These issues were once again the centre of attention at the 2012 Denver forum, where one topic discussed was the “Architecture 2030” movement launched by architect Edward Mazria in 2006, with a view to achieving zero energy buildings by 2030. The proposal is that it is possible to reduce energy consumption and that each building should be able to produce more energy than it needs if the appropriate design and technology solutions are implemented. In order for that to happen, procedures need to be changed and existing buildings need to be improved.
There are different approaches to the “zero energy” buildings: according to the energy consumed by the building on the site or more specifically its primary energy, according to its exergyas a result of CO2 emissions and its energy cost. In any case, in a graph that compares demand to consumption, it would be necessary to begin by reducing the first.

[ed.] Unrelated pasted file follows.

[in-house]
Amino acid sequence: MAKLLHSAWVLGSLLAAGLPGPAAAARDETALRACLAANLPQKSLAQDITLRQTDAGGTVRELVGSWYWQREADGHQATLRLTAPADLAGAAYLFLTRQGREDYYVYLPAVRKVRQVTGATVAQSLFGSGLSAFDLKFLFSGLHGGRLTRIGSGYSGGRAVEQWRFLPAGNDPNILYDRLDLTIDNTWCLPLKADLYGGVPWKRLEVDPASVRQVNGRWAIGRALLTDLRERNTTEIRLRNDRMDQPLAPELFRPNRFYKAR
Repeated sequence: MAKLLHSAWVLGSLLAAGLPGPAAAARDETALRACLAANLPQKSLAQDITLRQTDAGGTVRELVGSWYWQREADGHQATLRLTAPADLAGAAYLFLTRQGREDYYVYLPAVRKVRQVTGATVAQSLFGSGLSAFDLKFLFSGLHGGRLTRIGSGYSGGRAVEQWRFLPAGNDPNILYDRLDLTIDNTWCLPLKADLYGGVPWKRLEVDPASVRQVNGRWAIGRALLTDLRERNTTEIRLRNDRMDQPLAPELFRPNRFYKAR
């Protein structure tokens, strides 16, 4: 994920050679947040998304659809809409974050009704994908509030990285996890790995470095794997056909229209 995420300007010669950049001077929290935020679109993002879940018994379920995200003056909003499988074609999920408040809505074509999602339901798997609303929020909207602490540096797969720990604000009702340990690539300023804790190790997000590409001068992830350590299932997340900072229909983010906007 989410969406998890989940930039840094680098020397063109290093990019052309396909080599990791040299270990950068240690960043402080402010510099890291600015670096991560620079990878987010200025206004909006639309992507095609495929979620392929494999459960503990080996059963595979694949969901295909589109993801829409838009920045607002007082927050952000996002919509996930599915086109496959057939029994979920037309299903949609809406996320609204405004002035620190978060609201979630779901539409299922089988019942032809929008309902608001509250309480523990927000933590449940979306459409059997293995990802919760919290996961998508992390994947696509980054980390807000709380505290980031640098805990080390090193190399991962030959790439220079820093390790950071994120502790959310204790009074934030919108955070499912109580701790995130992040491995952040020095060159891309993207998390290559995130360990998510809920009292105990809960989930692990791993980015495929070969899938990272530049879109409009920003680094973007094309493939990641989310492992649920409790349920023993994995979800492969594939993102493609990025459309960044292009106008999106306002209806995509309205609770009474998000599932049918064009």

Buildings consume between 30 and 40 percent of energy and more than 50 percent of primary resources; they produce 30 percent of greenhouse gases and from 25 to 40 percent of solid waste; and they contribute just 10 to 15 percent of the domestic product. Therefore, the main challenges for this sector are mitigating environmental impact and adapting to climate change; a radical increase in energy efficiency and the introduction of clean forms of energy; and satisfying the expectations of clients in terms of health, safety, quality and cost.